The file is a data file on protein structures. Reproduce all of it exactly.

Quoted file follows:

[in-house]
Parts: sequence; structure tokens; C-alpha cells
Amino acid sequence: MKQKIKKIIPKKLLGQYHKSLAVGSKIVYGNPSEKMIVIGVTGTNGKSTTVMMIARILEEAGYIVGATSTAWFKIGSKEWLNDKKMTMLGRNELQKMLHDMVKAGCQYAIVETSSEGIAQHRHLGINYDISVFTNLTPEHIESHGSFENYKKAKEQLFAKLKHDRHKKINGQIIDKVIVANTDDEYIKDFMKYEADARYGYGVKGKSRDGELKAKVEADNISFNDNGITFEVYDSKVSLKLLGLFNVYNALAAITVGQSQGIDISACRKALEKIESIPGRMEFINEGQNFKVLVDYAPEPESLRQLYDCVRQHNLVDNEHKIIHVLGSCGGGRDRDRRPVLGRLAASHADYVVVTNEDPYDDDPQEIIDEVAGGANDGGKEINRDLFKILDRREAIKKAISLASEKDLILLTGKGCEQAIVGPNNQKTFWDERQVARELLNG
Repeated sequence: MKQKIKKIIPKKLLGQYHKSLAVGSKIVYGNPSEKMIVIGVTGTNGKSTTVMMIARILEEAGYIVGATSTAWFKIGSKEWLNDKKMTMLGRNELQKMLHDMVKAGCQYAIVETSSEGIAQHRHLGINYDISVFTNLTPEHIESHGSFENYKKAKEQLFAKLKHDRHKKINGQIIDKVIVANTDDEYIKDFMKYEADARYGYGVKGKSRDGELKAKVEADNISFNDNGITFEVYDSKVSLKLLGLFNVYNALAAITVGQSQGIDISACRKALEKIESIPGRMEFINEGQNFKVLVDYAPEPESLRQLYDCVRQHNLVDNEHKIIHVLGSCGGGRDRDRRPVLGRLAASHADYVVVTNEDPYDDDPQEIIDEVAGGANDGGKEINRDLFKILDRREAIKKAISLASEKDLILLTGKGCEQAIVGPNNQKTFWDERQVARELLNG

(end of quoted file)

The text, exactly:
[in-house]
Parts: sequence; structure tokens; C-alpha cells
Amino acid sequence: MKQKIKKIIPKKLLGQYHKSLAVGSKIVYGNPSEKMIVIGVTGTNGKSTTVMMIARILEEAGYIVGATSTAWFKIGSKEWLNDKKMTMLGRNELQKMLHDMVKAGCQYAIVETSSEGIAQHRHLGINYDISVFTNLTPEHIESHGSFENYKKAKEQLFAKLKHDRHKKINGQIIDKVIVANTDDEYIKDFMKYEADARYGYGVKGKSRDGELKAKVEADNISFNDNGITFEVYDSKVSLKLLGLFNVYNALAAITVGQSQGIDISACRKALEKIESIPGRMEFINEGQNFKVLVDYAPEPESLRQLYDCVRQHNLVDNEHKIIHVLGSCGGGRDRDRRPVLGRLAASHADYVVVTNEDPYDDDPQEIIDEVAGGANDGGKEINRDLFKILDRREAIKKAISLASEKDLILLTGKGCEQAIVGPNNQKTFWDERQVARELLNG
Repeated sequence: MKQKIKKIIPKKLLGQYHKSLAVGSKIVYGNPSEKMIVIGVTGTNGKSTTVMMIARILEEAGYIVGATSTAWFKIGSKEWLNDKKMTMLGRNELQKMLHDMVKAGCQYAIVETSSEGIAQHRHLGINYDISVFTNLTPEHIESHGSFENYKKAKEQLFAKLKHDRHKKINGQIIDKVIVANTDDEYIKDFMKYEADARYGYGVKGKSRDGELKAKVEADNISFNDNGITFEVYDSKVSLKLLGLFNVYNALAAITVGQSQGIDISACRKALEKIESIPGRMEFINEGQNFKVLVDYAPEPESLRQLYDCVRQHNLVDNEHKIIHVLGSCGGGRDRDRRPVLGRLAASHADYVVVTNEDPYDDDPQEIIDEVAGGANDGGKEINRDLFKILDRREAIKKAISLASEKDLILLTGKGCEQAIVGPNNQKTFWDERQVARELLNG